Show class, have pride, and display character. If you do, winning takes care of itself. -Paul "Bear" Bryant
It's been a rough couple of weeks for students and teachers here in Texas. On Friday, May 12th, a teacher from Cypress Woods High School in the Houston area suburbs had taken her life. I only found out because a friend of mine has a daughter that attends the school. From what I understand, it was kept quiet at the request of the teacher's children. The students were informed, counselors provided, and life went on.
Fast forward to this past Tuesday, the 23rd. In the small town of Kirbyville, Texas (population 2129), beloved High School Principal Dennis Reeves took his own life shortly after resigning his position in a meeting with Superintendent Tommy Wallis and an assistant superintendent.
From all accounts, Reeves was well liked and well respected in the small, East Texas community, and word of his death has been taken hard. Comments on social media range from shock to dismay. Students, both former and current, tell stories of a man that cared deeply for and supported his students. Reeves wouldn't give up on them even when others, including themselves, had. Now there is a sense of loss in Kirbyville, and far too many unanswered questions.
But on Friday night, a breath of fresh air blew through Galveston county as Texas City High School honored one of their own. On November 29, 2016, eighteen year old Brandy Vela of Texas City took her own life. Her suicide was the result of months of relentless cyberbullying until Brandy could no longer take the harassment. An investigation eventually lead to the arrests of two people, but not before leaving the close knit community wounded and hurting.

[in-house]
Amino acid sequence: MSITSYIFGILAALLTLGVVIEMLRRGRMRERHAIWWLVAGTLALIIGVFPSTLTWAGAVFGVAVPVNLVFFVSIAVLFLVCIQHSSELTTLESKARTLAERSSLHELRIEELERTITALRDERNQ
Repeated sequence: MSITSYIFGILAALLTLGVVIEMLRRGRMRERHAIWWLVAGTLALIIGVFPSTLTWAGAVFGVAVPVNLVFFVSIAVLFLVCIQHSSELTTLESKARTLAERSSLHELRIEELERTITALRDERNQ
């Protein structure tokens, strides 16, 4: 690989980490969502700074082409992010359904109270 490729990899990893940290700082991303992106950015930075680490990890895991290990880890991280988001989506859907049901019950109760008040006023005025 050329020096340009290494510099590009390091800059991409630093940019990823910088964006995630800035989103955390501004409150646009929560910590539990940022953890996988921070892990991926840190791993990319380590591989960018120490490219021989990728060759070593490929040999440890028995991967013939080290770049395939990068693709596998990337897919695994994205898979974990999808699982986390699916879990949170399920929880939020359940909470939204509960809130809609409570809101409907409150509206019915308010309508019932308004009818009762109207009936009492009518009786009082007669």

As parents and relatives, including the Vela family, filled the stand, and students filed into Stingaree Stadium and took their seats on the field, one seat was conspicuously empty. It was your run of the mill classroom chair, but unlike the others on the field, this one was draped in white with a blue ribbon. It was placed there in memory of Brandy. It was not an elaborate shrine, but a simple gesture by the students, faculty, and administration of Texas City High School to honor a fallen classmate.
When I posted the article from KTRK in Houston to my Facebook page, I didn't realize how many responses I would get. Throughout the day, the post received numerous Likes and other reactions. Many congratulated the school for allowing this tribute, while far too many others lamented the fact that when they lost their child to suicide, their schools refused to even mention their child at graduation, allow them a memorial page in the year book, and others talked about how their child's memory was all but wiped from existence by the school as though they were an enemy of Stalin.
Throughout the state and country, suicide is still a dirty little secret that many are hesitant to talk about despite the fact that suicide has surpassed homicide as the second leading cause of death among teens. The stigma surrounding mental illness, a contributing factor in 90% of suicides, still continues to keep people from coming forward and getting the help that they need. The irony is not lost on the fact that schools will spend millions of dollars and countless hours to make sure students can pass a test spend almost no money and time to make sure the same students are alive to take it.
As the school year begins to wind down, as teachers enter grades for the last time, as students clean out lockers and return book, as seniors wait patiently for their name to be called for that long awaited walk across the stage, let us not forget those that won't be walking across, those that won't be turning to wave at their parents, do back flips, fist pump, smuggle beach balls and silly string under their robes, or throw their caps high in the air when they are bestowed with the title of graduate. Way to stay classy Texas City High School.